Thoughts: This soundtrack for a Blaxploitation film also works as a concept album dealing with the struggles of Black urbanites contending with racial discrimination, crime, and substance abuse. The music is also super funky!

Bonus Sounds: An early 1990s compilation called Pimps, Players, & Private Eyes was an introduction to me for  a lot of the funk and soul classics that scored Blaxploitation films in the 1970s.


Artist: Marvin Gaye
Title: Let’s Get It On
Year: 1973
Favorite Tracks:

  • Let’s Get It On
  • Come Get To This
  • You Sure Love To Ball
  • Just to Keep You Satisfied

The First Time I Heard This Album …: Early 2000s?  Maybe earlier?

Thoughts: Marvin Gaye puts the most courteous and persuasive request for sexual intercourse to music. The album explores the spiritual and healing powers of sexuality with the same consciousness of Gaye’s social justice songs on What’s Going On? The only flaw with this album is that it’s way too short.

Bonus Sounds: Marvin Gaye will be on this list again, but my first experience to hearing Gaye as a child was his brilliant 1982 sing “Sexual Healing.”


Artist: The Rolling Stones
Title: Exile on Main Street
Year: 1972
Favorite Tracks:

  • Shake Your Hips
  • Tumbling Dice
  • Torn and Frayed
  • Loving Cup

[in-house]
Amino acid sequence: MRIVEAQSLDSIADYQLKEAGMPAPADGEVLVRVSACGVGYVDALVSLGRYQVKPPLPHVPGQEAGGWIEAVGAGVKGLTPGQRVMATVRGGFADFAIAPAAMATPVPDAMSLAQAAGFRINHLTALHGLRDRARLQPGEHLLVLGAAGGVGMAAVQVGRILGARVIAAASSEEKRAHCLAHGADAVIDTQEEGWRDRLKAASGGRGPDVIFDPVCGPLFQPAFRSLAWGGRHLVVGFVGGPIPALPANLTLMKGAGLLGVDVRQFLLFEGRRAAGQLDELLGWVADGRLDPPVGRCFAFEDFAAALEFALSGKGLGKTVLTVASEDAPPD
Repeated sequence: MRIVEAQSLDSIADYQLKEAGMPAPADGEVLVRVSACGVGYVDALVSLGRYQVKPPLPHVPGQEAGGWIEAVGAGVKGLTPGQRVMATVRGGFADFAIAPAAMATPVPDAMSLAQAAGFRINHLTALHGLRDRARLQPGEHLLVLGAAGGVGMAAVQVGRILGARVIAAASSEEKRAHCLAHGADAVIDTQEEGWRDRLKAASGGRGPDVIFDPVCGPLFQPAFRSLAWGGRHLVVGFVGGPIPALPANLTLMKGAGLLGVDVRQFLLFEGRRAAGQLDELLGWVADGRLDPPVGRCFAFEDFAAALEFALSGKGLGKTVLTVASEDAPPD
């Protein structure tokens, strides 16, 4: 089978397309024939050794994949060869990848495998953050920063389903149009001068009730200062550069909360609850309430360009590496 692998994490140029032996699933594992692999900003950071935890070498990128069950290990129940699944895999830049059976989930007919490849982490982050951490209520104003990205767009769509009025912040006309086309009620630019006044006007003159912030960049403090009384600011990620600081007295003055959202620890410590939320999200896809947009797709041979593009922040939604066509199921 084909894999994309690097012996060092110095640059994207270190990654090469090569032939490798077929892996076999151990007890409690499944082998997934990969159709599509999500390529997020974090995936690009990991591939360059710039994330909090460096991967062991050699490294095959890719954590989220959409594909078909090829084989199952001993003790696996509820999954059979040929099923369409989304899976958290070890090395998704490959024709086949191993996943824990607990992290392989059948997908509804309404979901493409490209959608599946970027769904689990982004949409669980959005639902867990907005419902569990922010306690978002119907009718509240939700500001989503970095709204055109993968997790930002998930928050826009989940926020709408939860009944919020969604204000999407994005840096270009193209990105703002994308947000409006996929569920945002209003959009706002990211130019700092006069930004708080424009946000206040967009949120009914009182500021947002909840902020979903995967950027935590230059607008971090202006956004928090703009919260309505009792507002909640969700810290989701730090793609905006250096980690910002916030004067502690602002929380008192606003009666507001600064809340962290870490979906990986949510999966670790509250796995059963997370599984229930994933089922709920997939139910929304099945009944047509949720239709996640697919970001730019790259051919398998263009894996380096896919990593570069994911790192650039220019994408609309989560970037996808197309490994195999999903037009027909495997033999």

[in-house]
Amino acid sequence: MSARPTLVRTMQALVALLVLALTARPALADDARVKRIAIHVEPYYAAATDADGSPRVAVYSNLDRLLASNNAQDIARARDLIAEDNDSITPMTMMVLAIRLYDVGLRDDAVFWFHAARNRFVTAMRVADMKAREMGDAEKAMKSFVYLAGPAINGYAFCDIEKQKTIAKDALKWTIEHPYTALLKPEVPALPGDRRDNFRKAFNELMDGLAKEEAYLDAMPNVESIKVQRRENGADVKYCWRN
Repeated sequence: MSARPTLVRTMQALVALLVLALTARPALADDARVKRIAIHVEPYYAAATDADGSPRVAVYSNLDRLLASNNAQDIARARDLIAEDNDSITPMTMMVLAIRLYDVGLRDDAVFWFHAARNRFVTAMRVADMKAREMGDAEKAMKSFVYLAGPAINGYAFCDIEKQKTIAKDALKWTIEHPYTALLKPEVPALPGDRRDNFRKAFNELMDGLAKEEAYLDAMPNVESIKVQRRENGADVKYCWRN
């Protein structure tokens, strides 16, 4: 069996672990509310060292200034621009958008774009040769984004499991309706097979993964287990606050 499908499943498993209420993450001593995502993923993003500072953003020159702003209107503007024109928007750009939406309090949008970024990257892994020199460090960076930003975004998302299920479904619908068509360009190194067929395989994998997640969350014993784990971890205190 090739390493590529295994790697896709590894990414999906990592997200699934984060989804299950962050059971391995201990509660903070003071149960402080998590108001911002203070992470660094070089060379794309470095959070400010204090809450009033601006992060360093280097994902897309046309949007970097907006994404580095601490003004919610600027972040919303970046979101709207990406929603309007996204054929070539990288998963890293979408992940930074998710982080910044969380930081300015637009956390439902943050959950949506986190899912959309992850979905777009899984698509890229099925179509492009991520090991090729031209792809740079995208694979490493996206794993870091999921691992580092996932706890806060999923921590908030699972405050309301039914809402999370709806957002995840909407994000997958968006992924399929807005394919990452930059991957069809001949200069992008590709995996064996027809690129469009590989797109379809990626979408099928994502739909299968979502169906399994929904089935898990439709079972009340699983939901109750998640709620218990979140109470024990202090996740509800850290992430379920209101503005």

• Let It Loose
  • Shine A Light

The First Time I Heard This Album …: Sometime in the late 80s when I got a bunch of old Rolling Stones albums on cassette.

Thoughts: For most of their history, the Rolling Stones have been a great singles band. But from 1968-1972, the band released four consecutive albums that are masterpieces in their own right. The final of these four albums, Exile on Main Street, didn’t spawn any huge hits and really all the songs work best in the context of the album. Listening to this album feels like going to a roadside bar somewhere in rural America (in a magic place where rhythm and blues and country get equal billing) and listening to the local bands rock out. On a good night, and after a few drinks, you might even exclaim that this is the best band ever, even if no one outside your county has ever heard of them. Except, of course, this is music is from one of the most famous bands ever. I like some of the other Rolling Stones’ albums better musically, but Exile on Main Street is that works best as a cohesive entity.